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I had/have the 30 amp. Had from the sense that the first one saved my A$ due to electrical problem and have sense it was replaced by the mfg.
As for the protection from the elements at the shore cord and surge protector I have the black box that locks them together. This also provides protection from theft
Doug,you have an interesting theory about heat and the black box and the black surge protector. I haven't had a problem,but I can see where someone in hotter locations could.
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Old 05-01-2014, 11:07 PM   #9
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Roadtech -
I have the HW30C - 30 Amp Hardwired System and have never had an issue. Installs in 30 minutes. If you ever need to service/replace it, Camping World carries them. All it take to replace is removing a few screws. If you have the room, why not hardwire it and eliminate one more item from the checklist. Hope this helps.
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Old 05-02-2014, 03:44 AM   #10
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if they cant see it they cant steal it, i went bilt in.works fine.
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Old 05-02-2014, 04:04 AM   #11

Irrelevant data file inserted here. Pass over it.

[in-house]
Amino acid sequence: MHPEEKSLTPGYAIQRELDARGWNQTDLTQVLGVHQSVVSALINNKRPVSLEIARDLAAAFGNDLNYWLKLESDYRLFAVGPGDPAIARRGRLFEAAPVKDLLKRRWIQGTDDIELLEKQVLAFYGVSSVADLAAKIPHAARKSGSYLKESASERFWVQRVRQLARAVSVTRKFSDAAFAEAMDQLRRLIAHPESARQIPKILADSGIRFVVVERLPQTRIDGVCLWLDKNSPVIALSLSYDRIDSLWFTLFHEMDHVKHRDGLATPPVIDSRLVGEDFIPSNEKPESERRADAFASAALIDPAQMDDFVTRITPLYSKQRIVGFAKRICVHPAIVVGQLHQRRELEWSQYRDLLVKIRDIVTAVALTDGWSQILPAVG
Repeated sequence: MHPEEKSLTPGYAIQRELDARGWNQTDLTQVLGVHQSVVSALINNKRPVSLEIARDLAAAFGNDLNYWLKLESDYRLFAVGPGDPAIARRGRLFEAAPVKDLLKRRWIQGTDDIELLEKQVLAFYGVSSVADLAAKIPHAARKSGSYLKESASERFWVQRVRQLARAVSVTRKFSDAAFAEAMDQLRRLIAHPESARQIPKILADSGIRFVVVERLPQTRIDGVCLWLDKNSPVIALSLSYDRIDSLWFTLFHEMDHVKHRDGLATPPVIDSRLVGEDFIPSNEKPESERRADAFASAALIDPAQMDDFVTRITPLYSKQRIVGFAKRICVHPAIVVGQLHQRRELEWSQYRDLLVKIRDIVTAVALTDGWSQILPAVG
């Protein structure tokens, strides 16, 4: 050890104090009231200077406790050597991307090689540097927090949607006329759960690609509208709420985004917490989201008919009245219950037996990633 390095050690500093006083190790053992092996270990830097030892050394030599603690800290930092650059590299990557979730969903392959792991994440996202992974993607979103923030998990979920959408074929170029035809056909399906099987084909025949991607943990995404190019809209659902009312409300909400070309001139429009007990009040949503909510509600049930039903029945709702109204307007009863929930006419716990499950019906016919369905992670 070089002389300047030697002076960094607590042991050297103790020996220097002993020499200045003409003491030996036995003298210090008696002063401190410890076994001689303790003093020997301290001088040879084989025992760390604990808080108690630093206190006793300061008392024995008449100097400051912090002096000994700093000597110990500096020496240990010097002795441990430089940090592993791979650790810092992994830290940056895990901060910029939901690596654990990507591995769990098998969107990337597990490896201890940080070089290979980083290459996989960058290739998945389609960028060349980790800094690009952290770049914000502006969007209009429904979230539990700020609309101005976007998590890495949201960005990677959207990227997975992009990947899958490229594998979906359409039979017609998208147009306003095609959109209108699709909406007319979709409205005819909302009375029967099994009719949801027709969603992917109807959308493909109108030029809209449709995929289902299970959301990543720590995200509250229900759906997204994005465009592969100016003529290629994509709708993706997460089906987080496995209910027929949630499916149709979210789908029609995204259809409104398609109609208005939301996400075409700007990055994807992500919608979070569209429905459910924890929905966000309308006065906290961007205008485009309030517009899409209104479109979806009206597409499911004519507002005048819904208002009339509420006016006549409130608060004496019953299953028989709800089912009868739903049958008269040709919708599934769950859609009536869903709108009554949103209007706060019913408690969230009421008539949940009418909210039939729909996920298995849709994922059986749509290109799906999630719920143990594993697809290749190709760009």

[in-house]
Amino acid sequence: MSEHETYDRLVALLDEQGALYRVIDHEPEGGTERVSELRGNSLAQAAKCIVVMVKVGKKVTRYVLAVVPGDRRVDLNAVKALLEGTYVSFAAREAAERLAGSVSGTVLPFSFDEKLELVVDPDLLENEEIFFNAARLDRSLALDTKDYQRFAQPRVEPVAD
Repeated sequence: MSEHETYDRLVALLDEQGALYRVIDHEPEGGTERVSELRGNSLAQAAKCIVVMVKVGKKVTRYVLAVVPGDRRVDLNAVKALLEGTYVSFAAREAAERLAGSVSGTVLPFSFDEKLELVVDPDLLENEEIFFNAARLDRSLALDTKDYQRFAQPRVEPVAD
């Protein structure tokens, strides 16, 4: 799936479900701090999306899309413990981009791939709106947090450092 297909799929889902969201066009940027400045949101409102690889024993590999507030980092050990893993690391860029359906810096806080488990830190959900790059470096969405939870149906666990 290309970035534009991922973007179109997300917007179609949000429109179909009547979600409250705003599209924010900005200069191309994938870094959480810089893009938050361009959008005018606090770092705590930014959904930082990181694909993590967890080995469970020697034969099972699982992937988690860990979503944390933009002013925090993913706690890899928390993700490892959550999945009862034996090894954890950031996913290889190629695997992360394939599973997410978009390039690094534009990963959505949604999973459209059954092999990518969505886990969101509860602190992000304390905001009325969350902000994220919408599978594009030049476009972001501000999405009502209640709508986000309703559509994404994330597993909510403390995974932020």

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Not 50 Amp... However, the 30 Amp Surge Guard from TRC installs the same as the 50 Amp with the external display. I recommend hard wire over the external. Both sore power and Gen go through to ensure no damage to internal electrical systems. The display show count down and is easy to scroll through to see errors and source problems.
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Old 05-02-2014, 06:03 AM   #12
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I wasworried about theft and weather, so I installed the hard-wired 50 Amp SurgeGuard inside the rear trunk of my trailer about two years ago. I am not anelectrician, but found the install to be easy. I have not had any problems withthe unit.
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Old 05-02-2014, 07:12 AM   #13
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If these surge protectors actually protect from, say a lightning strike, are they trashed and inoperative? That's an earlier story I read here and so bought the portable unit. We can unplug and scrap it, and plug back in to continue electrical service.

Actually I don't use the gadget all the time, some campgrounds are much more suspect than others. And if the weather is calm.
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Old 05-02-2014, 08:04 AM   #14
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If these surge protectors actually protect from, say a lightning strike, are they trashed and inoperative? That's an earlier story I read here and so bought the portable unit. We can unplug and scrap it, and plug back in to continue electrical service.

Actually I don't use the gadget all the time, some campgrounds are much more suspect than others. And if the weather is calm.
I think that's the case, Doug. The unit "sacrifices" itself to save your trailer.

I use mine all the time. Even in a great campground with newer looking equipment, our unit shut off power when the voltage dropped too low (as the campground struggled with all the ACs running in a hot summer day).